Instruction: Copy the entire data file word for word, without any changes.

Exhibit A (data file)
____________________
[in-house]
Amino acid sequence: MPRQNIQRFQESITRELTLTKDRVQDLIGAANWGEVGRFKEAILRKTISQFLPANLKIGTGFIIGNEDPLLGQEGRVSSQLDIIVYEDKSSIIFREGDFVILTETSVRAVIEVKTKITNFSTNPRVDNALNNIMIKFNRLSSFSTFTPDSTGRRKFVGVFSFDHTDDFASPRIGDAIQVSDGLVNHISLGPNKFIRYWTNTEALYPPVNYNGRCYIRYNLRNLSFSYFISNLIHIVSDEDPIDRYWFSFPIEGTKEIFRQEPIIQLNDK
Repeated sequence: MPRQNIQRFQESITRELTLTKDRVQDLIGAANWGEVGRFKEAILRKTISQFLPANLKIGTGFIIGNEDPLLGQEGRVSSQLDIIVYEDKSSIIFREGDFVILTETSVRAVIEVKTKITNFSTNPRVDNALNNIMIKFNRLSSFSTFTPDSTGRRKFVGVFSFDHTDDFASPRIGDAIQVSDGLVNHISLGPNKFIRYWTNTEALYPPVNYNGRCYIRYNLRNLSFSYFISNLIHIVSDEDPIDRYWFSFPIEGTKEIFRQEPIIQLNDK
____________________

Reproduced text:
[in-house]
Amino acid sequence: MPRQNIQRFQESITRELTLTKDRVQDLIGAANWGEVGRFKEAILRKTISQFLPANLKIGTGFIIGNEDPLLGQEGRVSSQLDIIVYEDKSSIIFREGDFVILTETSVRAVIEVKTKITNFSTNPRVDNALNNIMIKFNRLSSFSTFTPDSTGRRKFVGVFSFDHTDDFASPRIGDAIQVSDGLVNHISLGPNKFIRYWTNTEALYPPVNYNGRCYIRYNLRNLSFSYFISNLIHIVSDEDPIDRYWFSFPIEGTKEIFRQEPIIQLNDK
Repeated sequence: MPRQNIQRFQESITRELTLTKDRVQDLIGAANWGEVGRFKEAILRKTISQFLPANLKIGTGFIIGNEDPLLGQEGRVSSQLDIIVYEDKSSIIFREGDFVILTETSVRAVIEVKTKITNFSTNPRVDNALNNIMIKFNRLSSFSTFTPDSTGRRKFVGVFSFDHTDDFASPRIGDAIQVSDGLVNHISLGPNKFIRYWTNTEALYPPVNYNGRCYIRYNLRNLSFSYFISNLIHIVSDEDPIDRYWFSFPIEGTKEIFRQEPIIQLNDK